After late-season collapse, Brewers suffer painful in-game collapse
In a game they simply had to win, and one they seemed to have under control, the Milwaukee Brewers lost in an almost indescribable way Thursday night.
A gigantic mental gaffe by first baseman Mark Reynolds in the eighth inning allowed the St. Louis Cardinals to score a pair of runs to tie the game, while an inability to get a clutch hit cost the Brewers in extra innings.
The result was a 3-2 loss in 13 innings at Busch Stadium, a defeat that feels back-breaking. Milwaukee’s playoff hopes are now in severe peril, sitting 3 1/2 games behind Pittsburgh for the final wild-card spot with nine games to play.
Without a sweep over the Pirates this weekend at PNC Park, the Brewers almost certainly won’t be headed to the postseason — a historic collapse after leading the National League Central for 150 consecutive days.
"We go in there, you have to try to win one game at a time," Brewers right fielder Ryan Braun said. "I don’t think you can have the mindset of thinking too far ahead and about having to sweep somebody. It’s hard enough to win one game, as we’ve shown here recently. We just have to do everything we can to try to win (Friday)’s game and go from there."
Up 2-0 with one out in the eighth, Jonathan Broxton got A.J. Pierzynski to hit what appeared to be a double-play ball to Reynolds. Forgetting how many outs there were, Reynolds casually stepped on the first-base bag, thinking that was the third out.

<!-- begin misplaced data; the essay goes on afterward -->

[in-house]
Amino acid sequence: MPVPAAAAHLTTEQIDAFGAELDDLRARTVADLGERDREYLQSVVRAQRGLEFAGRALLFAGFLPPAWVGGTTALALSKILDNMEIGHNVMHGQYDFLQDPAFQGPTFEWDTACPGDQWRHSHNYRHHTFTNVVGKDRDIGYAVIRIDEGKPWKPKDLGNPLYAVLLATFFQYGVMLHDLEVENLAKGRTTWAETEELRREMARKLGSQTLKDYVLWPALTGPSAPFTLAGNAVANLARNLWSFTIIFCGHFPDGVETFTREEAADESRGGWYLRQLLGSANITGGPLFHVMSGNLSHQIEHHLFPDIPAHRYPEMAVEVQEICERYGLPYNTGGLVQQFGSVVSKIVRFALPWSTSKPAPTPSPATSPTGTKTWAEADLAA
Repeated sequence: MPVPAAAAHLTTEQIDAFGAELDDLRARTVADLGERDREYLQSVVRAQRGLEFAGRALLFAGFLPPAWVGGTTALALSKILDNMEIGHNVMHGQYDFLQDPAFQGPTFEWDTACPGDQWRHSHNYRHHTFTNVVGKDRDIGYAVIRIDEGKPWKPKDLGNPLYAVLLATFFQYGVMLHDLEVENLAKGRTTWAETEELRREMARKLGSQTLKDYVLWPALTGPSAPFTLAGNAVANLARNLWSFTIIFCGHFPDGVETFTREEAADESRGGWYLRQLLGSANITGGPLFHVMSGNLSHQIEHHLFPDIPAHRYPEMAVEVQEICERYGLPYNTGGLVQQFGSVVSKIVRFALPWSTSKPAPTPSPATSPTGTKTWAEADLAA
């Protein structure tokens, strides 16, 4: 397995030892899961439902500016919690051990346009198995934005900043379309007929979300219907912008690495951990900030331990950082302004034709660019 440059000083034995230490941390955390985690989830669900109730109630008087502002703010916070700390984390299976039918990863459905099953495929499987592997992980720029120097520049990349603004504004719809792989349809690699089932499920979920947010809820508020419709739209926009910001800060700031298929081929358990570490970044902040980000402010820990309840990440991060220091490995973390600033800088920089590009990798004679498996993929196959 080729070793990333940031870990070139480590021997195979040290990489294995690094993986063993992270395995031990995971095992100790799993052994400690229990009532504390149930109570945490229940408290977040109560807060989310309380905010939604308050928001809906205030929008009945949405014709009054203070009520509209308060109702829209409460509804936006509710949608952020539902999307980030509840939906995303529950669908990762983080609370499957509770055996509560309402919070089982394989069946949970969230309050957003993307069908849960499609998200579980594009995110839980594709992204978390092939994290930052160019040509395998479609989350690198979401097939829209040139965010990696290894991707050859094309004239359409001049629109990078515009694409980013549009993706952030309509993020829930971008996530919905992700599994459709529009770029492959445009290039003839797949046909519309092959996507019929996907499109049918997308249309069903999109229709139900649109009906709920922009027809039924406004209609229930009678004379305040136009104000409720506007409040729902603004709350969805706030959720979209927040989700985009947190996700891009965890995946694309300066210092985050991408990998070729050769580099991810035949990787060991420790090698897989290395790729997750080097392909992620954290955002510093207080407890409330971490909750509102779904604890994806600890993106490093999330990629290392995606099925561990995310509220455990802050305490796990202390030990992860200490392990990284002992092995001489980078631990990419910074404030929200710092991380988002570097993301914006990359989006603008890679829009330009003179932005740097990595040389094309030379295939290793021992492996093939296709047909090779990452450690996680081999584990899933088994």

The Cardinals punished the Brewers for allowing them new life, using the mental blunder to tie the game.
"Came out of a pitching change and I just thought there were two outs," Reynolds said. "Mistakes like that can’t happen, obviously. Especially at this point in the season. (starting pitcher Kyle) Lohse pitched his (expletive) off, these guys battled hard and I got in the game and just messed up.
"Everyone had their hands on their heads. It was an easy double-play ball, especially with Pierzynski running. I just thought there were two outs. It happens. It just happened to be in a crucial part of the game in a crucial game we needed to win. I feel bad about it. I messed up."
After the gaffe, Broxton walked Matt Carpenter, and Jon Jay singled to left to plate St. Louis’ first run of the night.
Matt Holliday followed by hitting a slow roller toward second base. Scooter Gennett charged the ball and threw on to Reynolds at first. Holliday slid in head first and was initially called out by first-base umpire Fieldin Culbreth. But the Cardinals challenged the play and the call was overturned.
Milwaukee appeared to catch a break on the play, as Matt Carpenter never stopped running and would have scored had Culbreth ruled Holliday safe. But he was sent back to third. Broxton then walked Matt Adams with the bases loaded, as the Cardinals first baseman took a close pitch on 3-2 count to force in the tying run.
"It’s not (Reynolds’ mistake)," Broxton said. "I walked those two guys. I mean, that’s on me, and that’s what hurt. Those two walks, that’s what kept them going."